I'm working on a web application using Spring (Java and JPA + Hibernate) and I was wondering if there is a way of locking a MYSQL table and then when another web service (or even another thread from the same application) tries to read or write the locked table it waits for it to be unlocked.

For example, imagine a use case (transaction) that needs to read a value and then increment it. There is a concurrency problem, because 2 or more threads at the same time are trying to read+write the same table.

Do I have to program it manually? Is that possible with java or using any of his libraries?

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    – devnull
    Commented Jul 8, 2021 at 11:28
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    "or example, imagine a use case (transaction) that needs to read a value and then increment it." This is the wrong way to use an ACID database. If you want to update a value, use UPDATE table SET x = x + 1 WHERE x = old_value - if the value has been updated by another transaction, your transaction will fail and you can retry. Don't reinvent the wheel. Commented Jul 8, 2021 at 11:36
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    do not lock tables if ever possible because this can, well, lock up your system. To increment a value you can read and increment the value within one SQL statement. If you want to use multiple statements you can check that the old value still holds (update table set field = new_value where field = old_value) or use select for update.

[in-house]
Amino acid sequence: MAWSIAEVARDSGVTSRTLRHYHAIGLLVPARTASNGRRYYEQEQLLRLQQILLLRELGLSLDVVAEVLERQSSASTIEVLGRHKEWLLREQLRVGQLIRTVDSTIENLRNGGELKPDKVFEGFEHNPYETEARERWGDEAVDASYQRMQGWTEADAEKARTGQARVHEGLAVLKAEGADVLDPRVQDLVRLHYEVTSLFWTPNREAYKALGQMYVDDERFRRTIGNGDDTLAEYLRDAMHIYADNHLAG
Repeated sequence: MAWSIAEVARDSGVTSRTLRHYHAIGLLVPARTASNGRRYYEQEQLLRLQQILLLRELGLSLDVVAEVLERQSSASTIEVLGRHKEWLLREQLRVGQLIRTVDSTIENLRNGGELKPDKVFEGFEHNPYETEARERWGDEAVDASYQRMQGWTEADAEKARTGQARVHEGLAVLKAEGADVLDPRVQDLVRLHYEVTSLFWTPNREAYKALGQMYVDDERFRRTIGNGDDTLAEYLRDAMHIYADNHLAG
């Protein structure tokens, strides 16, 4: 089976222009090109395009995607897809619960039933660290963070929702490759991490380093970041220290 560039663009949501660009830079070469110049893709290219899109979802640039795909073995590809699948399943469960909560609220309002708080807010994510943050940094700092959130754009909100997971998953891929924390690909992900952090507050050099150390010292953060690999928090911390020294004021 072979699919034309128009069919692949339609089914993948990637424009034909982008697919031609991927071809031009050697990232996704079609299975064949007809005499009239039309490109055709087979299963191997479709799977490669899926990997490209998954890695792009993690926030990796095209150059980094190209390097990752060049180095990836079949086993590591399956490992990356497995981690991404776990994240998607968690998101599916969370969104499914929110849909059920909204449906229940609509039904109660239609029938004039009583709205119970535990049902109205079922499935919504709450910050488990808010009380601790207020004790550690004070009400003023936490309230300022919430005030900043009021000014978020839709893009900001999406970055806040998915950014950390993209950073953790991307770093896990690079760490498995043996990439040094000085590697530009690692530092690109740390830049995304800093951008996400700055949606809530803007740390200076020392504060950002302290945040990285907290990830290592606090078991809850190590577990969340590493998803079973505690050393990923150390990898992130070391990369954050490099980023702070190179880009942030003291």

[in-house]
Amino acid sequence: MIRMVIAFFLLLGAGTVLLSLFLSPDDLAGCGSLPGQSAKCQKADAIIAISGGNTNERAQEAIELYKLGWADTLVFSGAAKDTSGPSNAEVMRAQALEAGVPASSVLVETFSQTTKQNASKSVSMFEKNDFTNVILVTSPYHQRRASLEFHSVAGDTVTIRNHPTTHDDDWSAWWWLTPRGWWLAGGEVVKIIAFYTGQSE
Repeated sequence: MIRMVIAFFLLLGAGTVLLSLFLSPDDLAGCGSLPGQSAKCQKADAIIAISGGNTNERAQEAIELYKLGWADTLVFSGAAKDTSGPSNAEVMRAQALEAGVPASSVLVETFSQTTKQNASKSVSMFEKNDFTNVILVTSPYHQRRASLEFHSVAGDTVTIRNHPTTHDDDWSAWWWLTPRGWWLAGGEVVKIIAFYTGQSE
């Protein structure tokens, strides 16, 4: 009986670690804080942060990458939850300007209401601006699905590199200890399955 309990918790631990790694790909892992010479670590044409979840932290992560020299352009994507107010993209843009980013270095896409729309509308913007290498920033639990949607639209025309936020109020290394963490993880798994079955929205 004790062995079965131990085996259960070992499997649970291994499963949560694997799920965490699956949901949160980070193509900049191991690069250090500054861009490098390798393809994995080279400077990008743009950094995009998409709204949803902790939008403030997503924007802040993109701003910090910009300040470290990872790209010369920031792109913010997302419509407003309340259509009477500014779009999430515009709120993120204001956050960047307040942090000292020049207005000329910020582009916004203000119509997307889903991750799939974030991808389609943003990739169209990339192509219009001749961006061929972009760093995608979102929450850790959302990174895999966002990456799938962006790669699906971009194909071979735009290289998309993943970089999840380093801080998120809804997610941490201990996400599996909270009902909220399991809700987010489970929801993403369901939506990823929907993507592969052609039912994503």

– amon
    Commented Jul 8, 2021 at 11:36
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    Do not lock tables. Use transactions, which exist specifically for this problem. A transaction effectively locks only those row in a table that are affected by your operation. Commented Jul 8, 2021 at 12:21
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    The one and only time in my career I locked an entire table was to add a primary key to a table that had none. I won't go into why that table had no identifying column, but I locked the table because I added the primary key column as a nullable column, then populated it with data from a sequence in Oracle, then applied the primary key constraint. Outside of major table alterations like that, I would definitely not lock entire tables. Commented Jul 8, 2021 at 12:47

1 Answer 1


Others have commented on this - I'll state it bluntly.

Don't lock whole tables.

Web Applications are, by definition, multi-user, multi-threaded Beasts and each of those Users and each of those Threads will want to work with many rows in many tables all at "the same time".

Think of cars travelling on a motorway.

  • Closing a single lane slows things down a bit.
    Traffic in the affected lane waits, other traffic continues to flow.
  • Closing the whole motorway causes chaos.
    Everything stops. Huge queues form that take ages to clear, even once the motorway is re-opened.

The same thing happens in a database.

  • Using a Transaction slows some traffic down a bit (transactions should, of course, written to be temporally short).
  • Locking a whole table "logjams" anything and everything that wants to use that table. If that's a "core" table in your application? Big Trouble.

Learn about Transactions and how to read data reliably within those Transactions.

And don't lock whole tables ever again.

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